But his clout in Southwest Philly’s drug trade grew steadily, police say. Investigators tracked his areas of operation from the Philadelphia Housing Authority’s Paschall apartments, at 72nd Street and Woodland Avenue, to a corridor that ran from 65th to 69th Streets, Woodland to Greenway.
“He was the number-one player in that area,” one law enforcement source told The Inquirer. “He was always recruiting kids to sell for him.”
Wright’s 2014 arrest of Hill didn’t have much impact on Hill’s trajectory. Prosecutors later withdrew the charges after the woman who called police didn’t show up in court.
And the case itself is sealed, thanks to Pennsylvania’s Clean Slate law, which earlier this year caused millions of arrest records to be sealed for people who either were not convicted or hadn’t incurred new charges within 10 years of being charged with summary offenses or low-level misdemeanors.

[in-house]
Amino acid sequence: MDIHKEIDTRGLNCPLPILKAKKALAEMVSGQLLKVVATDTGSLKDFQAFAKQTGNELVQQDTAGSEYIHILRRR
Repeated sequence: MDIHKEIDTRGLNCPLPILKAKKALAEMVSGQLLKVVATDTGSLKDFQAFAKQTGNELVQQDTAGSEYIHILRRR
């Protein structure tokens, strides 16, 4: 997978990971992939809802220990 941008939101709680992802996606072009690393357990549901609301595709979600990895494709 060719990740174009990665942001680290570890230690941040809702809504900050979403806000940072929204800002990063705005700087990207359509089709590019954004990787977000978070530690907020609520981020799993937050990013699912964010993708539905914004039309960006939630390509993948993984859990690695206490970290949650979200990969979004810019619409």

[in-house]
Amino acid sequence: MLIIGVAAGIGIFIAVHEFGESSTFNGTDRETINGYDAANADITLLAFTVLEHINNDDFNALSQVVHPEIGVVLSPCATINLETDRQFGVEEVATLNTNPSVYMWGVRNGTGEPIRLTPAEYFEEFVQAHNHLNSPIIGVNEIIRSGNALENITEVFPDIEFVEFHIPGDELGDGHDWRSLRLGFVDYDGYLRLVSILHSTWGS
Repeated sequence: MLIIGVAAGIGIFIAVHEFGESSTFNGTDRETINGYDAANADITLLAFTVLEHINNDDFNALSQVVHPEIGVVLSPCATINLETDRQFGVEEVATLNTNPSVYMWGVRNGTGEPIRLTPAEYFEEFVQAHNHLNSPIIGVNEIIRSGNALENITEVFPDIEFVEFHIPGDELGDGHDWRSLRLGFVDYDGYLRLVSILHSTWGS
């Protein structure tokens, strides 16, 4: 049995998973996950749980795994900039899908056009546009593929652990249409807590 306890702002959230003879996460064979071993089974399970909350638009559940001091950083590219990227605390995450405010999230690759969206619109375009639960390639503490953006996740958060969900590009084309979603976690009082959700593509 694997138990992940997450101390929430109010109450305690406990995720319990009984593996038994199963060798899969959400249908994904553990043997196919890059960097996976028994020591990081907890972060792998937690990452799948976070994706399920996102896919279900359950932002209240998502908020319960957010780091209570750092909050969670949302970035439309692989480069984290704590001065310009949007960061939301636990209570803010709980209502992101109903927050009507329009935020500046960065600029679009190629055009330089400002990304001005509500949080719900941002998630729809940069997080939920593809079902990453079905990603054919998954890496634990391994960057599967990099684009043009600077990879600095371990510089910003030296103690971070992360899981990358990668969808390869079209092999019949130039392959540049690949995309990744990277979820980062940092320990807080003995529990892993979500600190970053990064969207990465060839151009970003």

“I’m not saying he’s a saint, because he isn’t a saint, but at the same time people don’t really know him,” said Shonda Hill, 44, Maurice’s oldest sister. “Besides being someone in the streets and drug dealing and carrying guns, he was a full-time father to his son. He co-parented with his son’s mother. He helped raise him right so that he wouldn’t follow in his footsteps and lead the life he led.”
The same law enforcement source who described Hill as a steady driver of drug crime called Wright “a good cop” who was often cool under pressure.
In 2016, while he was still working in the 12th District, Wright and another patrol cop heard gunshots coming from an alley between the 5300 blocks of Lindbergh Boulevard and Grays Avenue.
Wright spotted a man later identified as Desmond Abernathy holding a handgun on a rear deck. After the two officers told him to drop the gun, he allegedly fired at them. Wright shot back, wounding Abernathy in the thigh. Abernathy was charged with attempted criminal homicide and aggravated assault; the District Attorney’s Office cleared Wright of wrongdoing.